Swapo in //Kharas calls out tantalite mine

26 Sep 2018 09:50am
KEETMANSHOOP, 26 SEP (NAMPA) – The Swapo Party in the //Kharas Region has called upon the management of the Namibian Tantalite Mine at Warmbad to come out with clear plans on the future operations at the mine.
The party’s regional coordinator, Matheus Mumbala made the call at a press briefing here on Tuesday.
He said the party is suspicious about the company as it closed down “unceremoniously” after being in operation for only a few years.
Mumbala said the management should be clear about when the 10-20 people, which form the skeleton crew, will start work or with production at the mine.
“These people always come here and do production, go back to their countries and leave our people unemployed. And if they have sold everything, they come back and open the mine again, this repetition should stop,” Mumbala claimed.
The party, he added, expected the mine management to enhance service delivery, increase productivity and improve labour relations, noting that it is sad to have been informed that workers were sent home without clear information about the future of the mine.
Mumbala went on to say: “The tantalite valley qualifies also to be treated as land owned by foreigners, because they just come to mine or harvest what they want, a phenomenon seemly to be exploitation and compromising the job security of Namibians.”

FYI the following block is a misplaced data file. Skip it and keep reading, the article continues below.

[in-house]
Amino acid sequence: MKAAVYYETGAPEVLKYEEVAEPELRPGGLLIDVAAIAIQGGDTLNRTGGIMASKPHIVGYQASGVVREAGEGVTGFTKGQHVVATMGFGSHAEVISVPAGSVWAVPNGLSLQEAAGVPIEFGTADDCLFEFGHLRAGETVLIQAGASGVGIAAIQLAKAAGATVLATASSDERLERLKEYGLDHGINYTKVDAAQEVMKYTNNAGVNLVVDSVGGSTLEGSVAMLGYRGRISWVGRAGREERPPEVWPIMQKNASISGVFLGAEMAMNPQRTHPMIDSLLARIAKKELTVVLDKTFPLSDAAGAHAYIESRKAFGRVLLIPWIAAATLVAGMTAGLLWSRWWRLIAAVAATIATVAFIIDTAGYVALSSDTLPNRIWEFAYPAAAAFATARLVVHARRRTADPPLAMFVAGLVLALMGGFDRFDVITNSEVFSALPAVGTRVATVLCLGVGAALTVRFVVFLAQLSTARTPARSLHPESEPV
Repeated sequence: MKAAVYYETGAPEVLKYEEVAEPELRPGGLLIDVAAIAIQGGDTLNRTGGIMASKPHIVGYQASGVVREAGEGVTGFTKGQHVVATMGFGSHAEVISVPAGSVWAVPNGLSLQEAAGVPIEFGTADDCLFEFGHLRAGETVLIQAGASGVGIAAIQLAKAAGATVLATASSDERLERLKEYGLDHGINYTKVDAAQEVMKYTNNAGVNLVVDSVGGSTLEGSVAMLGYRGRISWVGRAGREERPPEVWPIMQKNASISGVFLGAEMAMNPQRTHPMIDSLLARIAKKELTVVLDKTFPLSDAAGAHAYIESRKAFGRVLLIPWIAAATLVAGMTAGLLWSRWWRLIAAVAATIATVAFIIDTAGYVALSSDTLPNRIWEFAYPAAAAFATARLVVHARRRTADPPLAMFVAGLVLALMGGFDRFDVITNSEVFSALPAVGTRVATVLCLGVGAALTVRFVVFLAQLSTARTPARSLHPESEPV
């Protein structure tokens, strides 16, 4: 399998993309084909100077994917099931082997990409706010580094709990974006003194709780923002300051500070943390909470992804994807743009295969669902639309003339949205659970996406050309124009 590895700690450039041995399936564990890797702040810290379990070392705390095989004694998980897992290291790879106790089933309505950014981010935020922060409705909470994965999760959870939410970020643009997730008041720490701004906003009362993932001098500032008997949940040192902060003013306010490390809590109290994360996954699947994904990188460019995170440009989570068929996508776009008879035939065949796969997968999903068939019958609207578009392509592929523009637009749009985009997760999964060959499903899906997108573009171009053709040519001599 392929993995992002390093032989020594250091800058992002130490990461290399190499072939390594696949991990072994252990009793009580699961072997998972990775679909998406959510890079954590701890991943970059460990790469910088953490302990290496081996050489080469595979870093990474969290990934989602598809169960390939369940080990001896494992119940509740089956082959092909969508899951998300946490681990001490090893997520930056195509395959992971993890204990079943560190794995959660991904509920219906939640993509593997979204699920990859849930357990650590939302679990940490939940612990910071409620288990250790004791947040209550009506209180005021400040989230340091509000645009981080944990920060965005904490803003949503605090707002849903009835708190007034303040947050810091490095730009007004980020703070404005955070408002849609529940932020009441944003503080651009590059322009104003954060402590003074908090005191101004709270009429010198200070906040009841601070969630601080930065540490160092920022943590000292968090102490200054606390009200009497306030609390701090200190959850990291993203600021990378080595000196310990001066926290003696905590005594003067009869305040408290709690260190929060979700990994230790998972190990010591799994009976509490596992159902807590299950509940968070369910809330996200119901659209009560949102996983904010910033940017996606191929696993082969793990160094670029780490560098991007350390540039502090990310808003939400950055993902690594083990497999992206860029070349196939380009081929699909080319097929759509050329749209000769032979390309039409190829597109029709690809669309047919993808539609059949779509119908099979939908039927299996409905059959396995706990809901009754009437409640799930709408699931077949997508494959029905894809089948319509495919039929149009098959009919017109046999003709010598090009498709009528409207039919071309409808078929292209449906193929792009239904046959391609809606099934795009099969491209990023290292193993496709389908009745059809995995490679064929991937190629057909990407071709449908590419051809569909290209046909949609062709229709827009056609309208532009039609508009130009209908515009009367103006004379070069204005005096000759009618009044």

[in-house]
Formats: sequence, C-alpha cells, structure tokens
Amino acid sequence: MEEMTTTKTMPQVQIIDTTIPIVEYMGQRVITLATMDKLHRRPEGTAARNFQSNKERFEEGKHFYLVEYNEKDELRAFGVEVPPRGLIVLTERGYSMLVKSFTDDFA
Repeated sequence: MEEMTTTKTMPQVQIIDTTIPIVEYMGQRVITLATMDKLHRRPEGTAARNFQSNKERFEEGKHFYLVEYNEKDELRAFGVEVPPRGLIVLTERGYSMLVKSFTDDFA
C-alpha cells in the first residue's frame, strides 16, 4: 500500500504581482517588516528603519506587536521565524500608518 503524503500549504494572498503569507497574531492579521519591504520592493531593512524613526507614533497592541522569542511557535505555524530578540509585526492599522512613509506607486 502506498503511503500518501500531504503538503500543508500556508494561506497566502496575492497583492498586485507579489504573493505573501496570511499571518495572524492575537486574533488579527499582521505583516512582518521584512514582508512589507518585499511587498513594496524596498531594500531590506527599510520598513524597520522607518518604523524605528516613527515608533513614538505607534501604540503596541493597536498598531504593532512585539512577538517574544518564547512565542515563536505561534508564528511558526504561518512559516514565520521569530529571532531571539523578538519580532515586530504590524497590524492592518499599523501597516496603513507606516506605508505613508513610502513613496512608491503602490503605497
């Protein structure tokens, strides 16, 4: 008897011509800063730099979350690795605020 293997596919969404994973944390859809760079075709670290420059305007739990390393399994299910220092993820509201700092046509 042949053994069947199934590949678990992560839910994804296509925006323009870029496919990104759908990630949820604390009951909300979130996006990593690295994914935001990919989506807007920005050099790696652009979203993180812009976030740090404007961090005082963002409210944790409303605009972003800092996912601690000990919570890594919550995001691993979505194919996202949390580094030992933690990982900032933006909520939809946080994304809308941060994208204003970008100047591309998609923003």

The mine laid off 94 out of 105 employees at the end of August citing water shortage and lack of production.
Mumbala further queried the intention of Namdeb to sell the Elizabeth Bay Mine in Lüderitz.
“We are starting to question the credibility of the people who are supervising Namdeb on behalf of Government, because as citizens we are only updated on the lost side of production but not profits,” he stressed.
It is speculated that the mine is now in the final stages to be sold and the Swapo Party wants Namibians to be granted the opportunity to buy the mine and not foreigners.
“Until when are Namibians going to be denied the opportunity to own their resources in their motherland, especially now with pressing issues of land, our land our mines,” Mumbala added.